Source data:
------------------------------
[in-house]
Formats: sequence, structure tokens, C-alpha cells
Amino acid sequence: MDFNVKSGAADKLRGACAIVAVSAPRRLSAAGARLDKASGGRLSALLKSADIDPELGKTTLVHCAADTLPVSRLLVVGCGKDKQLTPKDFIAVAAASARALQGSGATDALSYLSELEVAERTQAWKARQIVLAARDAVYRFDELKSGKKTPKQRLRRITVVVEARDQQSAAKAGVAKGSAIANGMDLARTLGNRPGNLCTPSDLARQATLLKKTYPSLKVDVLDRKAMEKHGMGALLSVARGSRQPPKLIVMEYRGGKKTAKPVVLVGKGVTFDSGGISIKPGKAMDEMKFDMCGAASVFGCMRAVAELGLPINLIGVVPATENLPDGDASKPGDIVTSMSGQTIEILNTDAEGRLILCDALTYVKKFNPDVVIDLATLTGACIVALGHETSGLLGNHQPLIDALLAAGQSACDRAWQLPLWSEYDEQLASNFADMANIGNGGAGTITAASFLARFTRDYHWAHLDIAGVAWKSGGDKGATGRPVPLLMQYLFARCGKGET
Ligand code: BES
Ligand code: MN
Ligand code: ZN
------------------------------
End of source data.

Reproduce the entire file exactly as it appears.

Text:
[in-house]
Formats: sequence, structure tokens, C-alpha cells
Amino acid sequence: MDFNVKSGAADKLRGACAIVAVSAPRRLSAAGARLDKASGGRLSALLKSADIDPELGKTTLVHCAADTLPVSRLLVVGCGKDKQLTPKDFIAVAAASARALQGSGATDALSYLSELEVAERTQAWKARQIVLAARDAVYRFDELKSGKKTPKQRLRRITVVVEARDQQSAAKAGVAKGSAIANGMDLARTLGNRPGNLCTPSDLARQATLLKKTYPSLKVDVLDRKAMEKHGMGALLSVARGSRQPPKLIVMEYRGGKKTAKPVVLVGKGVTFDSGGISIKPGKAMDEMKFDMCGAASVFGCMRAVAELGLPINLIGVVPATENLPDGDASKPGDIVTSMSGQTIEILNTDAEGRLILCDALTYVKKFNPDVVIDLATLTGACIVALGHETSGLLGNHQPLIDALLAAGQSACDRAWQLPLWSEYDEQLASNFADMANIGNGGAGTITAASFLARFTRDYHWAHLDIAGVAWKSGGDKGATGRPVPLLMQYLFARCGKGET
Ligand code: BES
Ligand code: MN
Ligand code: ZN